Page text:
According to nutritionists, naturally color-vibrant foods serve an important role in keeping you healthy and even reducing cancer risks. Antioxidants and phytochemicals, which are found in fruits in vegetables, have been noted to significantly reduce cancer risks. Beta carotine and lycopene can help protect cells from damage.
The American Cancer Society still warns that there is no single substance or food that will ward off illness, but the latest preventative answer seems to be in five servings of fruits and vegetables each day.
All the science talk can be intimidating... so we've created a visual guide to help show you which fruits and vegetables are part of a colorful, healthy diet.
Green vegetables, like broccoli, spinach, and romaine help to improve eye sight and the immunity system because they are typically very high in vitamin A and vitamin C, as well as low in calories, low in fat, high in protein per calorie, high in dietary fiber, high in iron and calcium, and very high in phytochemicals such as lutein and folic acid. Broccoli brings Vitamin B6, B9, and an abundance of Vitamin C to the table. Spinach carries a large amount of magnesium, which is readily available in a lot of our foods, but is essential to living as it is a part of DNA and RNA synthesis. Romaine brings Vitamin A and Vitamin C as a good source for both.
Red strawberries, cherries, tomatos, and apples improve heart and brain function. The tiny but mighty strawberry is packed with vitamin A and C, as well as potassium and magnesium. Potassium plays a huge cellular role in all animals, being a part of the composition, and potassium also serves as a communicator to muscle fibers. Cherries contain anthocyanins, which is the red pigment in berries, and anthocyanins have been shown to reduce pain and inflammation and also serve as potent antioxidants. Cherries have also been shown to contain high levels of melatonin. Research has shown that people who have heart attacks have low melatonin levels. Besides being an antioxidant, melatonin has also been shown to be important for the function of the immune system. Lycopene, one of nature's most powerful antioxidants, is present in tomatos, and, especially when cooked, has been found beneficial in preventing prostate cancer.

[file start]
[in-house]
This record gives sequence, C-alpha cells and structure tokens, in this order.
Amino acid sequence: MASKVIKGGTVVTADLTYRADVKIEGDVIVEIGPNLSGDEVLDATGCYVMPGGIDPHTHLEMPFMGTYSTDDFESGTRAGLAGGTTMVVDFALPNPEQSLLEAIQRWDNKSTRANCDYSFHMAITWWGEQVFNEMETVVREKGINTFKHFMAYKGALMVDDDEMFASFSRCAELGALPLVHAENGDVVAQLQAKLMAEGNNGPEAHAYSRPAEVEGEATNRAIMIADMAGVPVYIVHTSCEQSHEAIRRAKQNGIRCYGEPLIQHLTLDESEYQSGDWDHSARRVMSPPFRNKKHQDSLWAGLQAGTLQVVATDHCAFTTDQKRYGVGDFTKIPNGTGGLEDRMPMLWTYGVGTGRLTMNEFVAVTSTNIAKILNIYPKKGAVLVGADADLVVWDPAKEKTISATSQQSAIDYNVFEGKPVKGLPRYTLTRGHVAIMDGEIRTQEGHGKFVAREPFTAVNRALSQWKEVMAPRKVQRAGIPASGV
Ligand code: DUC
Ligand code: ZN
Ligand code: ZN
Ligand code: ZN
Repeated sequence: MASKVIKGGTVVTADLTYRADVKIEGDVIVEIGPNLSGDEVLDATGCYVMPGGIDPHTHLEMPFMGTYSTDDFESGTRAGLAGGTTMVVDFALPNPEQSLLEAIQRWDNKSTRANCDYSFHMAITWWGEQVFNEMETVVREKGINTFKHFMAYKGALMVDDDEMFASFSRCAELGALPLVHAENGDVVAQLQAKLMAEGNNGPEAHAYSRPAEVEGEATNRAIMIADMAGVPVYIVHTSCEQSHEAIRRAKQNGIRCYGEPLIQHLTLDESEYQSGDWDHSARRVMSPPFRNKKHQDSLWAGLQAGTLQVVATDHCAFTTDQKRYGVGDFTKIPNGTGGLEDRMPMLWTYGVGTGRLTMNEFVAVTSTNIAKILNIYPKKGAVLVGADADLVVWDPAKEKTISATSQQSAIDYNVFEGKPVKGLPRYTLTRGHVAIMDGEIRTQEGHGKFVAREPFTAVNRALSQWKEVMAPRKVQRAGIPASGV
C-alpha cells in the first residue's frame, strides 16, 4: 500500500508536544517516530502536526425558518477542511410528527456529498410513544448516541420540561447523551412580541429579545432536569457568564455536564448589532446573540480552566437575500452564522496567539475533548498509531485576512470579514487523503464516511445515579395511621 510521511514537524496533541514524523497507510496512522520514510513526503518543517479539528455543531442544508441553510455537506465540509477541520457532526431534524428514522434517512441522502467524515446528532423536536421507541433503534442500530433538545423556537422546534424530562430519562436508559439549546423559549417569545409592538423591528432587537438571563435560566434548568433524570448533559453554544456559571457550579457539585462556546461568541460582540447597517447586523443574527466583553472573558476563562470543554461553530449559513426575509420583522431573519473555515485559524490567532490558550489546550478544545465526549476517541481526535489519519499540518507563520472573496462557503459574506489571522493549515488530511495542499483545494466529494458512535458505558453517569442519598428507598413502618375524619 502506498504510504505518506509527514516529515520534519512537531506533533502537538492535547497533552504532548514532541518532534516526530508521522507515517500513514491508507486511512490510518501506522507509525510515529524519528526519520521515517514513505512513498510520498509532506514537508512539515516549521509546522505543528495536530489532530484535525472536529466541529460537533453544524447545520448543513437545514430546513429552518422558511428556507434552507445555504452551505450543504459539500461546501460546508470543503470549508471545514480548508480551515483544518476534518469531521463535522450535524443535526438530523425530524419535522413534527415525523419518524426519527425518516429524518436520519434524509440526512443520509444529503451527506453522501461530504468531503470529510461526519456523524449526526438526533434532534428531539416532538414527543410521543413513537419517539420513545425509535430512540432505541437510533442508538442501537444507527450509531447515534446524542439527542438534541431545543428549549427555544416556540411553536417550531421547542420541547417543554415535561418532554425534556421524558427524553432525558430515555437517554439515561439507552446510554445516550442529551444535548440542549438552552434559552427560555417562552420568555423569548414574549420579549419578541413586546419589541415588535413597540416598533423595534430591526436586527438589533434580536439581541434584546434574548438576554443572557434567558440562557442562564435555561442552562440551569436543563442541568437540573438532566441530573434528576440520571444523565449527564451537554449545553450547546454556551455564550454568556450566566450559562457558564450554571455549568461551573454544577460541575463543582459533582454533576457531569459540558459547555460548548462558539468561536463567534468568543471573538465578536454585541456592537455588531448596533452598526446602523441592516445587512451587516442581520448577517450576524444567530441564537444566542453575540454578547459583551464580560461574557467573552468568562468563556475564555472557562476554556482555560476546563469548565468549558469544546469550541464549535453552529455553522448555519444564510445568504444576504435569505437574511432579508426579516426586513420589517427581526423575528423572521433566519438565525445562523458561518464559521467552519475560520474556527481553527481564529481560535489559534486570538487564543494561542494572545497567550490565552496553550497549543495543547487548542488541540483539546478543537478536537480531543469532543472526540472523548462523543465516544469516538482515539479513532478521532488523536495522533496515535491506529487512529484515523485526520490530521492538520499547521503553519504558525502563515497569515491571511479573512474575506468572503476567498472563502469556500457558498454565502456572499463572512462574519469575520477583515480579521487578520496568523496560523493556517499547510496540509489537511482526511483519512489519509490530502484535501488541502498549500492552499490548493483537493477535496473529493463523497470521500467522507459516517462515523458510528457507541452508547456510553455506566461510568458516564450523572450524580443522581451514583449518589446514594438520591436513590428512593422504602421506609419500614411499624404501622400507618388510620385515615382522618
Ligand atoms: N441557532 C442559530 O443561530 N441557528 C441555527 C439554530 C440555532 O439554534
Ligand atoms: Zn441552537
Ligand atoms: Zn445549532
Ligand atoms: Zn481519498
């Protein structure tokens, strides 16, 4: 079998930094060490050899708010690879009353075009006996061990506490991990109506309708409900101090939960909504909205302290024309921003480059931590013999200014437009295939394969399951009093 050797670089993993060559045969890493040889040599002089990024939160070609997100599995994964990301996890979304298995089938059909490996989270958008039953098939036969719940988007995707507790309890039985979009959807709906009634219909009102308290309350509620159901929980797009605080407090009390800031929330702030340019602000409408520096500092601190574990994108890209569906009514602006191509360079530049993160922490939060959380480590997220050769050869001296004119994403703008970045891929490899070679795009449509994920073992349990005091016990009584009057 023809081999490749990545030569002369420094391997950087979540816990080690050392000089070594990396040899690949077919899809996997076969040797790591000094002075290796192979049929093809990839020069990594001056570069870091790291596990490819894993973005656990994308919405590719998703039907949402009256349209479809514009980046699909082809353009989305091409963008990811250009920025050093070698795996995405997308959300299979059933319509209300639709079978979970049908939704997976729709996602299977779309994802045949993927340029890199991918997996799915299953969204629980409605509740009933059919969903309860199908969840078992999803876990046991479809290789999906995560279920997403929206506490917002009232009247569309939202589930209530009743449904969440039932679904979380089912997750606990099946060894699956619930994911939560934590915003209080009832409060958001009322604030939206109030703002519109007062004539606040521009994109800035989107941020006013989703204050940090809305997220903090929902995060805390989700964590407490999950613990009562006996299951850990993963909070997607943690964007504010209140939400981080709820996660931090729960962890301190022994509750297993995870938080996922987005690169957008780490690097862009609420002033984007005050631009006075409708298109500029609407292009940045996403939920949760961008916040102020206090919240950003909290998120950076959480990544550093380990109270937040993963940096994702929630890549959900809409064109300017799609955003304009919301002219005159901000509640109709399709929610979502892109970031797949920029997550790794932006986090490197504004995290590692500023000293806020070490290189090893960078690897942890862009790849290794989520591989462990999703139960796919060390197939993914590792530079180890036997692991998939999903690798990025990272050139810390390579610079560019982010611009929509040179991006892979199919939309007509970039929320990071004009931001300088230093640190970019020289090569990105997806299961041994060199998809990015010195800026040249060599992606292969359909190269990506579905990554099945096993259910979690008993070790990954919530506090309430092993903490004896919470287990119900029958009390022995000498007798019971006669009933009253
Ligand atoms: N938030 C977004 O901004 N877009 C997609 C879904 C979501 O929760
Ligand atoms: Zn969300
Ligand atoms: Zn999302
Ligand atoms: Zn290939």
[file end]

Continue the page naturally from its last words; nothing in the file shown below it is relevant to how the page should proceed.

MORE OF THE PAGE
Yellow and Orange, as in grapefruit, cantaloupe, squash, and carrots improve the immune sytem, like greens. Oranges, without a doubt, are the greatest source of Vitamin C, but it also has Vitamin B1. Grapefruit is a good source of vitamin C and fiber, and the pink and red hues contain lycopene. Cantaloupes with their polyphenol antioxidants are known to help regulate the formation of nitric oxide, a key chemical in prevention of heart attacks while they also are a good source of vitamin C and beta carotene, which is a provitamin that can be stored in the liver to be later converted to Vitamin A, which helps keep the eyes strong. Carrots contain significant amounts of Vitamin C, B6, and Iron. Squash is a source of riboflavin, potassium, and an abundance of Vitamin C.
Blue and Purple, as in blueberries, black berries, grapes, eggplant, and plums reduce some cancers and keep memory sharp. Blueberries are rich in antioxidants and other phytochemicals, but also are a significant source of Manganese, which is an essential trace mineral for all living things, and Vitamin K. Grapes have been positively linked to fighting cancer, heart disease, degenerative nerve disease and other ailments. Eggplants are low in energy, protein, and vitamin C, but are rich in potassium and calcium. Plums are high in carbohydrates, low in fat and low in calories. Plums are an excellent source of vitamin A, calcium, magnesium, iron, potassium, Vitamin C, and fiber and are free of sodium and cholesterol.
So, the next time you're out shopping for a meal, make it full of color for your health